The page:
Everything is an ad network

Matt Levine, in his excellent newsletter focused on all matters finance, Money Stuff, coined a motto: “Everything is Securities Fraud.” Levine expounds on the catchphrase in this podcast episode with Preet Bharara, but in short: because public companies are ultimately beholden to their shareholders, any malfeasance by a public company’s management or board can be considered a form of securities fraud.

If I was forced to choose a motto for Mobile Dev Memo, at least for this very specific moment in time in which the digital advertising landscape convulses in a state of momentous change, it would be: “Everything is an ad network.”

Platform privacy policy decisions such as Apple’s App Tracking Transparency (ATT) or Google’s proclamation that it will abandon third-party cookies at some point in the future, in addition to privacy regulation such as GDPR and state-level privacy laws in the US such as CCPA, VCDPA, and ColoPA, are upending many of the fundamental precepts on which digital advertising is predicated. Putting a finer point on it: digital advertising is losing its unfettered, unconsented access to user data and behavioral data emissions. As this foundation of limitless access to user data is challenged and potentially eradicated, the ground beneath the digital advertising ecosystem shifts, and new operating models emerge to capture the attendant inchoate opportunity. One of those new operating models is that everything becomes an ad network.

Not literally everything. But any company with sufficient supply of or access to consumer data — in a first-party environment! — is now presented with the opportunity to build an advertising network where previously that would have been impractical or even somewhat absurd given the competitive landscape. As I wrote in 2017 with Facebook and Google own our eyeballs:

That ownership of engagement leads to dominance in advertising isn’t very remarkable — Facebook and Google aren’t going to let 3rd parties sell their native inventory, and with Audience Network Facebook has actually managed to do just the opposite. But what will be interesting to track over the next 12-18 months is how this dynamic changes as Facebook and Google turn their individual apps into content and app distribution portals. Facebook’s efforts here have been fairly obvious and well documented, but Google’s have been furtive: ordering an Uber directly from Google Maps, for example. Google’s AMP project (which isn’t utilized within an app but is nonetheless helping to drive mobile advertising revenue growth for the company) and Facebook’s Instant Articles product are also shifting ad revenues away from other players.

As I point out in that article, Facebook and Google collectively captured 89% of all digital advertising revenue growth in the US in 2016. These companies thrived at a time when bigness and momentum bestowed advantage on the hub-and-spoke model of digital advertising: operate what is essentially a data warehouse of behavioral signals, convert that data into targeting parameters, apply those targeting parameters to owned-and-operated ad inventory, and then create a positive feedback loop for advertisers by ingesting all of their relevant engagement data in what I’ve called the events stream. I detail this process here, and while it worked, it worked beautifully.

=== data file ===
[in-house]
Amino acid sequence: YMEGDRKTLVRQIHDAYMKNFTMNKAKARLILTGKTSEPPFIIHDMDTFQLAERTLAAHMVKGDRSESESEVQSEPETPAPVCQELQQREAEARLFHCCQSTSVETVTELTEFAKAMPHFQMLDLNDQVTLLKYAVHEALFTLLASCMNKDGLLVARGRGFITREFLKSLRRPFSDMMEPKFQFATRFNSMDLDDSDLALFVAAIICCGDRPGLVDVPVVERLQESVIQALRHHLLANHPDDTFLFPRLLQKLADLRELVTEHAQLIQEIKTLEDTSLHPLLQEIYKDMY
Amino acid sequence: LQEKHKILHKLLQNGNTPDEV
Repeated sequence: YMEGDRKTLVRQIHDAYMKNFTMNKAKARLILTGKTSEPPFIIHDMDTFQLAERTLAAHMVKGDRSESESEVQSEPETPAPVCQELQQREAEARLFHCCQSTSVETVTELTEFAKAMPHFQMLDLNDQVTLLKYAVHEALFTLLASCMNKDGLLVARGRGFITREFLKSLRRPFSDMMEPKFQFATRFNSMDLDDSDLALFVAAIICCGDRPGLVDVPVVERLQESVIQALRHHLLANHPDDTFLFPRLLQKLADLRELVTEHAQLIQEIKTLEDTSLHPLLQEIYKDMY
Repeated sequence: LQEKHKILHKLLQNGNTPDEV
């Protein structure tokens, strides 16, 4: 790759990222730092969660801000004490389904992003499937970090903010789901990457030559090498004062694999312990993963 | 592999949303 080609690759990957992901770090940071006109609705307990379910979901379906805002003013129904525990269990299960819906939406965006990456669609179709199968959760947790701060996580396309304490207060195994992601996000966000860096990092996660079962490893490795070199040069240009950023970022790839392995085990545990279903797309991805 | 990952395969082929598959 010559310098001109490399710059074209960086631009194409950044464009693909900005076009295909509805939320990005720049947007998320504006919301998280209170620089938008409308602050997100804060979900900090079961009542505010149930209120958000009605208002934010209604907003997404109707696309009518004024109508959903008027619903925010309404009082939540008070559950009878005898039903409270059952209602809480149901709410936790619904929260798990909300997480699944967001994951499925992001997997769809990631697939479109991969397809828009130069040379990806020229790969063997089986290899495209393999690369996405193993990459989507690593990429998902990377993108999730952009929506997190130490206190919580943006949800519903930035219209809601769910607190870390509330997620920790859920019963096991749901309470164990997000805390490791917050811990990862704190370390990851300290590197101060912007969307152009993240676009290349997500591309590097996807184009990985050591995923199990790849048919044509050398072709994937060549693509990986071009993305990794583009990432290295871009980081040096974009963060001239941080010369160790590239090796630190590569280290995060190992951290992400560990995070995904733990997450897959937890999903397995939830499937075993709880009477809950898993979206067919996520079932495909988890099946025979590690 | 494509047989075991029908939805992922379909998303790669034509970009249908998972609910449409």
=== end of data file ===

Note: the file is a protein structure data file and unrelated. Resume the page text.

But it doesn’t work anymore. The policy-based change agents I cite above are undermining digital advertising’s hub-and-spoke model: these changes bestow a privilege upon any form of first-party data that can be used for ad targeting in a native environment.

Facebook’s first-party data — its knowledge of your likes and comments, the groups to which you belong, etc. — is not very helpful for ad targeting. Or it’s at least less helpful than its knowledge of the fact that you purchased gems in a mobile game or a pair of sneakers on an eCommerce website. But Facebook’s ability to observe those types of purchases is being diminished. Many of the companies that previously transmitted their purchase data to Facebook and other ad platforms very enthusiastically are determining that their data can now be used to power a proprietary ad network.

The list of such cases is extensive:

Each of these companies sees an opportunity to layer ad impressions atop first-party data so as to facilitate proprietary ad targeting. This opportunity is new: while Google and Facebook took 89% of all ad spend growth previously because their enormous reach provided them with the leverage and ability to ingest third-party data from advertising clients, now those advertisers are wrapping their arms around their data and monetizing it. Apple may be the primary beneficiary of this policy change: its own ad network’s revenue has been projected to reach $20BN by 2025 from $2BN in 2021 as a direct result of ATT.

It’s understandable that any company with sufficient size and scale of data would want to build an ad network. Ad networks are highly profitable, generally running on very thick gross margins and mostly monetizing content and product surface area that already exists. So as the norms for data collection and aggregation change, favoring first-party contexts, the companies that can package together their first-party customer data to attract advertising revenue will do just that. This aligns with my Content Fortress thesis: the primacy of first-party data will drive consolidation and horizontal integration such that any pool of content can be yoked to advertising infrastructure to lucrative effect.

Photo by Florian Wehde on Unsplash